Risks involved in experiments that create potential pandemic pathogens are too great
"Gain-of-function" experiments involving the creation and manipulation of potential pandemic pathogens are too risky to justify, and safer, more effective experimental alternatives exist, according to a Policy Forum article published in PLOS Medicine. The article, written by Marc Lipsitch from the Harvard School of Public Health, USA and Alison Galvani from Yale School of Public Health, USA, argues that a rigorous, quantitative, impartial risk-benefit assessment should proceed further novel potential pandemic pathogen experimentation.
Proponents of potential pandemic pathogen experimentation argue the experiments will improve the interpretation of surveillance data to detect dangerous viruses and facilitate vaccine development against future natural pathogens. However, the authors argue that there are strong ethical reasons why such experiments should not be done, because the risks of laboratory-associated infections are not negligible and the outcome of such an escape could be catastrophic. Using influenza as an example the authors argue that safer and more effective scientific approaches make the creation of potential pandemic pathogens unnecessary.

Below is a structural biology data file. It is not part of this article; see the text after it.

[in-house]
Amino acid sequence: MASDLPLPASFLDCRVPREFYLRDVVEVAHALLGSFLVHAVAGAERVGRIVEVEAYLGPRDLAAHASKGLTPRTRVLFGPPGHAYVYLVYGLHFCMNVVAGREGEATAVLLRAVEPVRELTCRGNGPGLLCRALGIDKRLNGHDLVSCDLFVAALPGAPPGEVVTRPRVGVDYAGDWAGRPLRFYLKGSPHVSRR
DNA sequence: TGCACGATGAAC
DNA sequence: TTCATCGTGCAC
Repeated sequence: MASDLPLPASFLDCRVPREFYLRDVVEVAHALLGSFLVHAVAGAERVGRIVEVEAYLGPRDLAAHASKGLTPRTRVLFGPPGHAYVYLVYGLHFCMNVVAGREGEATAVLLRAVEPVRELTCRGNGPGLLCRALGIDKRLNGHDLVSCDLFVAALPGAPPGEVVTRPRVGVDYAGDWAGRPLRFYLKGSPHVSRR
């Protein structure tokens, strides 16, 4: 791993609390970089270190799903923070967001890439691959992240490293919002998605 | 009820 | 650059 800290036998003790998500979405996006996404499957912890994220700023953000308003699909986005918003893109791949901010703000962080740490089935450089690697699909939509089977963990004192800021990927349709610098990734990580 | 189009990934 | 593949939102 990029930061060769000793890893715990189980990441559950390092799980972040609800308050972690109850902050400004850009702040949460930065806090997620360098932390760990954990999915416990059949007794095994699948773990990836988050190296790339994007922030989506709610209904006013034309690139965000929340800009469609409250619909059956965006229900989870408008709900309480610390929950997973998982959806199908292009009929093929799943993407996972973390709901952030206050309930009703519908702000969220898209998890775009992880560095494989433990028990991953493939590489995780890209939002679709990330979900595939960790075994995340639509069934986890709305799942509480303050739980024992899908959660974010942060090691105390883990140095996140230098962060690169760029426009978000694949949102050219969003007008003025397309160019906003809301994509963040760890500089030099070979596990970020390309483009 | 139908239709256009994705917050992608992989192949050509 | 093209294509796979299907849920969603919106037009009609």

The authors say, "potential pandemic pathogen experimentation poses a significant risk to public health, arguably unique among biomedical research. Such experiments should be assessed on the basis of their marginal benefits, compared to those of safer approaches. In the case of influenza, given the higher throughput and lower cost of alternatives, we believe the benefits of alternative approaches will be greater than those of novel-potential pandemic pathogen experimentation, yet without the risks."
The authors conclude, "funders and regulators should evaluate the balance of these risks and benefits before further novel-potential pandemic pathogen experiments are undertaken."